Updated information on risk factors for lung cancer

Findings from the JACC study

Kenji Wakai, Masahiko Ando, Kotaro Ozasa, Yoshinori Ito, Koji Suzuki, Yoshikazu Nishino, Shin Ichi Kuriyama, Nao Seki, Takaaki Kondo, Yoshiyuki Watanabe, Yoshiyuki Ohno, Akiko Tamakoshi, Mitsuru Mori, Yutaka Motohashi, Ichiro Tsuji, Yosikazu Nakamura, Hiroyasu Iso, Haruo Mikami, Yutaka Inaba, Yoshiharu Hoshiyama & 20 others Hiroshi Suzuki, Hiroyuki Shimizu, Hideaki Toyoshima, Shinkan Tokudome, Shuji Hashimoto, Shogo Kikuchi, Akio Koizumi, Takashi Kawamura, Tsuneharu Miki, Chigusa Date, Kiyomi Sakata, Takayuki Nose, Norihiko Hayakawa, Takesumi Yoshimura, Akira Shibata, Naoyuki Okamoto, Hideo Shio, Tomoyuki Kitagawa, Toshio Kuroki, Kazuo Tajima

Research output: Contribution to journalArticle

19 Citations (Scopus)

Abstract

Background: In Japan, lung cancer is the top cause of cancer death in men and the third leading cause in women. Updated information on risk factors for lung cancer, therefore, is of great importance. The Japan Collaborative Cohort Study, a large prospective study started in 1988, has provided such information. Methods: We reviewed published findings for lung cancer from the study. The endpoint was death from this cancer. Results: The major findings were as follows. (1) The relative risks in current smokers versus nonsmokers were 4.46 in men and 3.58 in women. (2) Cigarette smoking accounted for 67.0% of lung cancer deaths in men and only 14.6% in women. (3) More than 15 years of smoking cessation may be required to decrease the risk of lung cancer to the level of never smokers. (4) A reduced risk was associated with frequent intake of green-leafy vegetables and fruit in men but not in women. These foods seemed to decrease the risk in male current or former smokers more than in female nonsmokers. (5) Serum levels of α- and β-carotenes, β-cryptoxanthin, and lycopene were inversely correlated with the risk in men. (6) In a preliminary study, serum 8-hydroxy-deoxyguanosine was higher in current smokers than in nonsmokers. Conclusions: The relative and attributable risks of smoking were smaller in Japan than in Western countries. In addition to smoking habits, therefore, we must pay attention to other risk factors for lung cancer or factors that modify the adverse effects of smoking including dietary factors.

Original languageEnglish
JournalJournal of epidemiology
Volume15
Issue numberSUPPL. 2
DOIs
Publication statusPublished - 14-10-2005

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Lung Neoplasms
Smoking
Japan
Deoxyguanosine
Smoking Cessation
Carotenoids
Serum
Vegetables
Habits
Cause of Death
Fruit
Neoplasms
Cohort Studies
Prospective Studies
Food

All Science Journal Classification (ASJC) codes

  • Epidemiology

Cite this

Wakai, Kenji ; Ando, Masahiko ; Ozasa, Kotaro ; Ito, Yoshinori ; Suzuki, Koji ; Nishino, Yoshikazu ; Kuriyama, Shin Ichi ; Seki, Nao ; Kondo, Takaaki ; Watanabe, Yoshiyuki ; Ohno, Yoshiyuki ; Tamakoshi, Akiko ; Mori, Mitsuru ; Motohashi, Yutaka ; Tsuji, Ichiro ; Nakamura, Yosikazu ; Iso, Hiroyasu ; Mikami, Haruo ; Inaba, Yutaka ; Hoshiyama, Yoshiharu ; Suzuki, Hiroshi ; Shimizu, Hiroyuki ; Toyoshima, Hideaki ; Tokudome, Shinkan ; Hashimoto, Shuji ; Kikuchi, Shogo ; Koizumi, Akio ; Kawamura, Takashi ; Miki, Tsuneharu ; Date, Chigusa ; Sakata, Kiyomi ; Nose, Takayuki ; Hayakawa, Norihiko ; Yoshimura, Takesumi ; Shibata, Akira ; Okamoto, Naoyuki ; Shio, Hideo ; Kitagawa, Tomoyuki ; Kuroki, Toshio ; Tajima, Kazuo. / Updated information on risk factors for lung cancer : Findings from the JACC study. In: Journal of epidemiology. 2005 ; Vol. 15, No. SUPPL. 2.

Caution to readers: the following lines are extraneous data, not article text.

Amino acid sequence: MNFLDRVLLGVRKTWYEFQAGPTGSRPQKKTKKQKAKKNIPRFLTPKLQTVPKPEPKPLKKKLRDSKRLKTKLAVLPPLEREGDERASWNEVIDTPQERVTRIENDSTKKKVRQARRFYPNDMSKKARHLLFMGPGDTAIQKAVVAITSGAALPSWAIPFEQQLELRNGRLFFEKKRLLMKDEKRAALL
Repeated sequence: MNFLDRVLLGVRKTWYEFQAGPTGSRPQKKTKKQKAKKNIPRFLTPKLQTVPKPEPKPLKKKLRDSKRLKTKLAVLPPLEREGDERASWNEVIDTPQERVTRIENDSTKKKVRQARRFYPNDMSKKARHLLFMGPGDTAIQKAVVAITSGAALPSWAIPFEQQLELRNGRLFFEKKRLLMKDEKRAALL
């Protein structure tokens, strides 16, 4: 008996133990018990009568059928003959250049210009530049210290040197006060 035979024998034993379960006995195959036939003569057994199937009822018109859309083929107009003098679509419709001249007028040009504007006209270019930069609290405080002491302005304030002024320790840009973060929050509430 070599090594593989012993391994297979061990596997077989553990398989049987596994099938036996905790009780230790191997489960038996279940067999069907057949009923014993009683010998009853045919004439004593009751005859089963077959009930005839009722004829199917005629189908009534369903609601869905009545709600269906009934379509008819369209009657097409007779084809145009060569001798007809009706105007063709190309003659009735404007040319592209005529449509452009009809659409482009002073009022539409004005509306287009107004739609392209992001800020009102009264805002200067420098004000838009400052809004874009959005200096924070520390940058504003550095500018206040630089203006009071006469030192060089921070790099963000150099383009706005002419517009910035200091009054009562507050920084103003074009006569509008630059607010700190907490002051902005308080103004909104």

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abstract = "Background: In Japan, lung cancer is the top cause of cancer death in men and the third leading cause in women. Updated information on risk factors for lung cancer, therefore, is of great importance. The Japan Collaborative Cohort Study, a large prospective study started in 1988, has provided such information. Methods: We reviewed published findings for lung cancer from the study. The endpoint was death from this cancer. Results: The major findings were as follows. (1) The relative risks in current smokers versus nonsmokers were 4.46 in men and 3.58 in women. (2) Cigarette smoking accounted for 67.0{\%} of lung cancer deaths in men and only 14.6{\%} in women. (3) More than 15 years of smoking cessation may be required to decrease the risk of lung cancer to the level of never smokers. (4) A reduced risk was associated with frequent intake of green-leafy vegetables and fruit in men but not in women. These foods seemed to decrease the risk in male current or former smokers more than in female nonsmokers. (5) Serum levels of α- and β-carotenes, β-cryptoxanthin, and lycopene were inversely correlated with the risk in men. (6) In a preliminary study, serum 8-hydroxy-deoxyguanosine was higher in current smokers than in nonsmokers. Conclusions: The relative and attributable risks of smoking were smaller in Japan than in Western countries. In addition to smoking habits, therefore, we must pay attention to other risk factors for lung cancer or factors that modify the adverse effects of smoking including dietary factors.",
author = "Kenji Wakai and Masahiko Ando and Kotaro Ozasa and Yoshinori Ito and Koji Suzuki and Yoshikazu Nishino and Kuriyama, {Shin Ichi} and Nao Seki and Takaaki Kondo and Yoshiyuki Watanabe and Yoshiyuki Ohno and Akiko Tamakoshi and Mitsuru Mori and Yutaka Motohashi and Ichiro Tsuji and Yosikazu Nakamura and Hiroyasu Iso and Haruo Mikami and Yutaka Inaba and Yoshiharu Hoshiyama and Hiroshi Suzuki and Hiroyuki Shimizu and Hideaki Toyoshima and Shinkan Tokudome and Shuji Hashimoto and Shogo Kikuchi and Akio Koizumi and Takashi Kawamura and Tsuneharu Miki and Chigusa Date and Kiyomi Sakata and Takayuki Nose and Norihiko Hayakawa and Takesumi Yoshimura and Akira Shibata and Naoyuki Okamoto and Hideo Shio and Tomoyuki Kitagawa and Toshio Kuroki and Kazuo Tajima",